“Don’t Let It Bring You Down” [Neil Young] (2:35) is a track from his current album After the Goldrush (1970), with a self-deprecating introduction. These two songs highlight the strengths of Young as an acoustic artist.
Young then introduces Stills, a former bandmate in Buffalo Springfield. ”49 Bye-Byes/America’s Children” [Stephen Stills] (4:07) is a piano workout for Stills, who twists the song from the first CS&N album into an uptempo rocker with lyrics from “For What It’s Worth.”
He follows that with the band’s very popular “Love the One You’re With” [Stephen Stills] (2:57).
1992 BONUS TRACKS
“King Midas In Reverse” [Graham Nash, Allan Clarke, Tony Hicks] (3:43) is another offering from Nash and quite a notion at that.
“Laughing” [David Crosby] (3:36) comes from Crosby’s wonderful If I Could Only Remember My Name (1970).
“Black Queen” [Stephen Stills] (6:45) is a reprise of a brilliant acoustic country blues workout that appeared on his eponymous debut (1970).
The Young add-on is a medley of the opening track from his 1969 eponymous debut and two more songs from Everybody Knows This is Nowhere: “Medley: The Loner/Cinnamon Girl/Down by the River” [Neil Young] (9:41). This is simply magnificent, so personal.
“Pre-Road Downs” [Graham Nash] (2:48) is a short take on another track from the CS&N debut, Nash’s voice in the lead and fabulous harmonies swirling. “Be sure to hide the roaches.”
The tempo on “Long Time Gone” [David Crosby] (5:33), another song from CS&N, is so perfectly stretched out, either Stills or Nash on organ, guitars soaring. Even if you’ve listened to the album a bazillion times, that places where they sing “Speak out… you’ve got to speak out against the madness” and then that organ, you can still feel that electric shock. [Confession: I forgot just how amazing this album is.]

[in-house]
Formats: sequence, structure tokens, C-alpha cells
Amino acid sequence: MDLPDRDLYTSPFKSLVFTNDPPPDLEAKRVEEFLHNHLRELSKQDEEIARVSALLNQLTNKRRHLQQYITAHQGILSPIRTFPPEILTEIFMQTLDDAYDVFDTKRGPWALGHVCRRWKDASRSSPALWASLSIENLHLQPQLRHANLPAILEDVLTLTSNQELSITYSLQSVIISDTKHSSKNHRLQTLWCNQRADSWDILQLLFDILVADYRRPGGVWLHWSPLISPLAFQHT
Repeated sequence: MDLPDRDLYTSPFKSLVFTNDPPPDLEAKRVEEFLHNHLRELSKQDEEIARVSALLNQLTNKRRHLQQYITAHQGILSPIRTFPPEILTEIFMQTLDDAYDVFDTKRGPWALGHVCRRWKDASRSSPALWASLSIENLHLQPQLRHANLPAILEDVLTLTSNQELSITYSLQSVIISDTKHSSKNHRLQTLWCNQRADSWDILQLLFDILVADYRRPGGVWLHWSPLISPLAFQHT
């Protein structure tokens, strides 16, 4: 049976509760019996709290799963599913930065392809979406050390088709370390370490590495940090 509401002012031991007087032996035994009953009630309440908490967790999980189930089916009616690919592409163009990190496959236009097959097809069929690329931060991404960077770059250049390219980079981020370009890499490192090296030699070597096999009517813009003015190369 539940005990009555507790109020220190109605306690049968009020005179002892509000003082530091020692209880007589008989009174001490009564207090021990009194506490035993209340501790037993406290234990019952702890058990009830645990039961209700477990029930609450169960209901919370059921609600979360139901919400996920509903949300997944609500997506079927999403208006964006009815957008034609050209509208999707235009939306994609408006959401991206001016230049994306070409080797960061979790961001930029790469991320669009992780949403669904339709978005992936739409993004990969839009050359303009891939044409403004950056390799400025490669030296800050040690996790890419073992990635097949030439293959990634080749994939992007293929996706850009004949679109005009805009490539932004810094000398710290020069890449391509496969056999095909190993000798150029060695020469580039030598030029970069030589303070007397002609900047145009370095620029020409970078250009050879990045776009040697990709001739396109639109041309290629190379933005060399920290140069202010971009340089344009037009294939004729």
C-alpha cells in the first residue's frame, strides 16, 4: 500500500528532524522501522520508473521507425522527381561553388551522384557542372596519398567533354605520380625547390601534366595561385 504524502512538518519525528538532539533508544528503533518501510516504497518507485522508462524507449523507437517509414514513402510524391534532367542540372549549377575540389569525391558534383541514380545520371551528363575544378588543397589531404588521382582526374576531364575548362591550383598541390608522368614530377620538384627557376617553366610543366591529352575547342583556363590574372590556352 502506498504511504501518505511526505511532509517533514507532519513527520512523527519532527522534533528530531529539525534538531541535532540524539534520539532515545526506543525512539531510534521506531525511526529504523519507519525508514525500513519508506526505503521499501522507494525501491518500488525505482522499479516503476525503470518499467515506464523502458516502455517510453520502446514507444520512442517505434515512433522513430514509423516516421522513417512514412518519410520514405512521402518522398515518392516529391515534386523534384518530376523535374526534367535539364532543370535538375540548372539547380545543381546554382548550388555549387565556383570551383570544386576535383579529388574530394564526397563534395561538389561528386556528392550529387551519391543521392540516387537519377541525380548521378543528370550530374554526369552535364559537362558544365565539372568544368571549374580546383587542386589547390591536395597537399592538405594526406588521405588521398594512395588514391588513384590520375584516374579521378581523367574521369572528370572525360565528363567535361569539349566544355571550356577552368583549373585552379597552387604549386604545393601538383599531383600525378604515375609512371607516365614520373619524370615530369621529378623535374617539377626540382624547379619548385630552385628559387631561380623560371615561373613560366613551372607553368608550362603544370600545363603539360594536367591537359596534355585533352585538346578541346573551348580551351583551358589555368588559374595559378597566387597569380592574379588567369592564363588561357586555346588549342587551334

It’s been a long time comin’,
It’s been a long time gone.
But you know, the darkest hour,
Is always just before the dawn.
And it appears to be a long time,
Such a long, long, long time before the dawn.
Young then intones, “This is usually a really long song, folks, and we’re gonna take it real slow tonight,” leading into the guitar romp of ”Southern Man” [Neil Young] (13:15), another track from After the Goldrush. The drummer for the electric tunes is Johnny Barbata, an incredible talent, joined by Calvin Samuels on bass; both of them played on Stills’ solo debut. Organ is either Stills or Nash. For certain Young and Crosby are wrangling guitars.
“Ohio” [Neil Young] (3:24) was a brand new single, recorded May 21, 1970, in response to the Kent State shootings and released in June, just before these concerts. It was splashed all over the radio that summer, but this must be an early one, given no crowd recognition.
Yes, the guitars, organ, and harmonies are delicious here, but give Samuels and Barbara credit; they blow ”Carry On” [Stephen Stills] (13:06) sky-high. The jam here is just incredible, featuring a world of guitars.
Closing with the wooden take on “Find the Cost of Freedom” [Stephen Stills] (2:16), Side Four contains three truly anthemic tunes from Crosby, Stills, Nash & Young. This was the flip side of “Ohio.”